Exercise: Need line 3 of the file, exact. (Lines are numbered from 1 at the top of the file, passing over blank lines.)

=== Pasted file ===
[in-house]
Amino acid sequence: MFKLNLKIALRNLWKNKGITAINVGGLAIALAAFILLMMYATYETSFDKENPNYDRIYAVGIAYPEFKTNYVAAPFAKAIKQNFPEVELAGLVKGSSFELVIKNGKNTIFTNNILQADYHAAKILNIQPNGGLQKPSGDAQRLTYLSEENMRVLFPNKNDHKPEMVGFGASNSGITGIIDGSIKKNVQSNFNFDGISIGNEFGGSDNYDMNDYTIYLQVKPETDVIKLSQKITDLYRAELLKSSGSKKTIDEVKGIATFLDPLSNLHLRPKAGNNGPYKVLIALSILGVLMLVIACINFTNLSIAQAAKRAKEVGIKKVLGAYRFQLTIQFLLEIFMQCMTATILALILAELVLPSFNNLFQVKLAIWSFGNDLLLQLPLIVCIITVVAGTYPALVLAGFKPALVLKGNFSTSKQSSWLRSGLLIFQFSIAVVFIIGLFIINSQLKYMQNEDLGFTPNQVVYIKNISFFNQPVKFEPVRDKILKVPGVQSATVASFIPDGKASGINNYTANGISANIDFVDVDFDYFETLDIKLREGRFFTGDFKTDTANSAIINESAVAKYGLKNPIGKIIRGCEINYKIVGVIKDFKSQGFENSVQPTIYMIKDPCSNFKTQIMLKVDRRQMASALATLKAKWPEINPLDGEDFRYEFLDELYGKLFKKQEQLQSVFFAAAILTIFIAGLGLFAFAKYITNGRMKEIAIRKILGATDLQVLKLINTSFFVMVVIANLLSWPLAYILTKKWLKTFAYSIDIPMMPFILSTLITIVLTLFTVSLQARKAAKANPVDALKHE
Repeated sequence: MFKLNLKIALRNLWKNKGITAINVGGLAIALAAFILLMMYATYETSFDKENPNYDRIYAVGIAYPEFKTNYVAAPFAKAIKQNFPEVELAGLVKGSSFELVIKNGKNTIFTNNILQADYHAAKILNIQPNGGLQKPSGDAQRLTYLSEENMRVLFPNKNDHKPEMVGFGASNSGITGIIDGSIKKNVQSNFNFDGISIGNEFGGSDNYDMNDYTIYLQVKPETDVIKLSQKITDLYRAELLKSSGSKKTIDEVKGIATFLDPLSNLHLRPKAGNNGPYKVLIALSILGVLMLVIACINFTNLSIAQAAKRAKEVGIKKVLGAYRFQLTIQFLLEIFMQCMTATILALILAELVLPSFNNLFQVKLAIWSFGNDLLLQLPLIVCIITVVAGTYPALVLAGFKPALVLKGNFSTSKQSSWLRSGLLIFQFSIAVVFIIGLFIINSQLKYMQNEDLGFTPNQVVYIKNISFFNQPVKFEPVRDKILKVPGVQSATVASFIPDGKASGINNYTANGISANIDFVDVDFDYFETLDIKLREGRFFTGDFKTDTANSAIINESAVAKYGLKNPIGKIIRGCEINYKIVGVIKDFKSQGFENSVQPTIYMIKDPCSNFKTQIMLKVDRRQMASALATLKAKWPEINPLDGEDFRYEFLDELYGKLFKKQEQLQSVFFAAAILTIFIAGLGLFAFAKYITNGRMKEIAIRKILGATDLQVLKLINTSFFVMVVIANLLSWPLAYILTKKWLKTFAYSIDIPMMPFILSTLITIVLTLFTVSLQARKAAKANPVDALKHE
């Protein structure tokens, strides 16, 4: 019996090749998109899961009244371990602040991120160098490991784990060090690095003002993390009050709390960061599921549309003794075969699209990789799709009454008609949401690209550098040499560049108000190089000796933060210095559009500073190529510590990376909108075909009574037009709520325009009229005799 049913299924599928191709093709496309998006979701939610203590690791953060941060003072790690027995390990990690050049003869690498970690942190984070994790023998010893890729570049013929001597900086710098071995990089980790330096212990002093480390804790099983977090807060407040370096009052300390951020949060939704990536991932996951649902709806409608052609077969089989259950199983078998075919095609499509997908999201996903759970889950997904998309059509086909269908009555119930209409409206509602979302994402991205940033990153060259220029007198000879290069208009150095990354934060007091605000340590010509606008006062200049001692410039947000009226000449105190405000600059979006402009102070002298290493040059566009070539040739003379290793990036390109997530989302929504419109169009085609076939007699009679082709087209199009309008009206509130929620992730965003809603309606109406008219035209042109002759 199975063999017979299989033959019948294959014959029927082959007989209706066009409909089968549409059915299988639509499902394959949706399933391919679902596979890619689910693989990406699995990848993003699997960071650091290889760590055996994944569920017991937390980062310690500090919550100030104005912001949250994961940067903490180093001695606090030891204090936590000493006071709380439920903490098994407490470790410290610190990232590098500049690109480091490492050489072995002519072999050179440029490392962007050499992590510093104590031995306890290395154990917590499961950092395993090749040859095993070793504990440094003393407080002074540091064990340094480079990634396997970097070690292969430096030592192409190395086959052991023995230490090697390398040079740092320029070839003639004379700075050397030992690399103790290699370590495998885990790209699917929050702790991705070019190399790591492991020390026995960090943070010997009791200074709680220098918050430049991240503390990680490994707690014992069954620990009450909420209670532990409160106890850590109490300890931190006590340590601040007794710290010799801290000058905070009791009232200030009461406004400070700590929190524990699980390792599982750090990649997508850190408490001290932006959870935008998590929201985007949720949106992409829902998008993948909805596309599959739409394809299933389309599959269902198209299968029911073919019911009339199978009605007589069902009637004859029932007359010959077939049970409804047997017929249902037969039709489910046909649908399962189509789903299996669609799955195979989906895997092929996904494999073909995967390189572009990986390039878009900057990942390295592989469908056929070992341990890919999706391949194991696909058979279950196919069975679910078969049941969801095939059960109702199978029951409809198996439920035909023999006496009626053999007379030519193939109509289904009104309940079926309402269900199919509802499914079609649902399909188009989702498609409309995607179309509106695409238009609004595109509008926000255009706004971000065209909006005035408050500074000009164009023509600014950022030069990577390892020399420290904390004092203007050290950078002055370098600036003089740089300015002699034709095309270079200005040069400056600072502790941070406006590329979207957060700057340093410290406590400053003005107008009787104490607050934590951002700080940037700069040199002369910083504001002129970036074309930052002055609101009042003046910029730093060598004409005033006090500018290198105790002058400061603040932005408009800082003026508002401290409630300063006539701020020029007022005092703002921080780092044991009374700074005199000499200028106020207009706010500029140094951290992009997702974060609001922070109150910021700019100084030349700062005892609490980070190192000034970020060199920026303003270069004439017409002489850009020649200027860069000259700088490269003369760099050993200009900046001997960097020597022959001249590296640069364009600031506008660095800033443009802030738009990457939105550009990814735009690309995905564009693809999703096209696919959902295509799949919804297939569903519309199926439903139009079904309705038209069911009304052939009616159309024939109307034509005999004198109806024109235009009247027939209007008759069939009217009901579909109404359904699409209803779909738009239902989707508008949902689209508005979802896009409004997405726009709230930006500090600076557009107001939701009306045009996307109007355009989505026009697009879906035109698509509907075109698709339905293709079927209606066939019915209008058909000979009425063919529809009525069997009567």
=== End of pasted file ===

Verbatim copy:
Repeated sequence: MFKLNLKIALRNLWKNKGITAINVGGLAIALAAFILLMMYATYETSFDKENPNYDRIYAVGIAYPEFKTNYVAAPFAKAIKQNFPEVELAGLVKGSSFELVIKNGKNTIFTNNILQADYHAAKILNIQPNGGLQKPSGDAQRLTYLSEENMRVLFPNKNDHKPEMVGFGASNSGITGIIDGSIKKNVQSNFNFDGISIGNEFGGSDNYDMNDYTIYLQVKPETDVIKLSQKITDLYRAELLKSSGSKKTIDEVKGIATFLDPLSNLHLRPKAGNNGPYKVLIALSILGVLMLVIACINFTNLSIAQAAKRAKEVGIKKVLGAYRFQLTIQFLLEIFMQCMTATILALILAELVLPSFNNLFQVKLAIWSFGNDLLLQLPLIVCIITVVAGTYPALVLAGFKPALVLKGNFSTSKQSSWLRSGLLIFQFSIAVVFIIGLFIINSQLKYMQNEDLGFTPNQVVYIKNISFFNQPVKFEPVRDKILKVPGVQSATVASFIPDGKASGINNYTANGISANIDFVDVDFDYFETLDIKLREGRFFTGDFKTDTANSAIINESAVAKYGLKNPIGKIIRGCEINYKIVGVIKDFKSQGFENSVQPTIYMIKDPCSNFKTQIMLKVDRRQMASALATLKAKWPEINPLDGEDFRYEFLDELYGKLFKKQEQLQSVFFAAAILTIFIAGLGLFAFAKYITNGRMKEIAIRKILGATDLQVLKLINTSFFVMVVIANLLSWPLAYILTKKWLKTFAYSIDIPMMPFILSTLITIVLTLFTVSLQARKAAKANPVDALKHE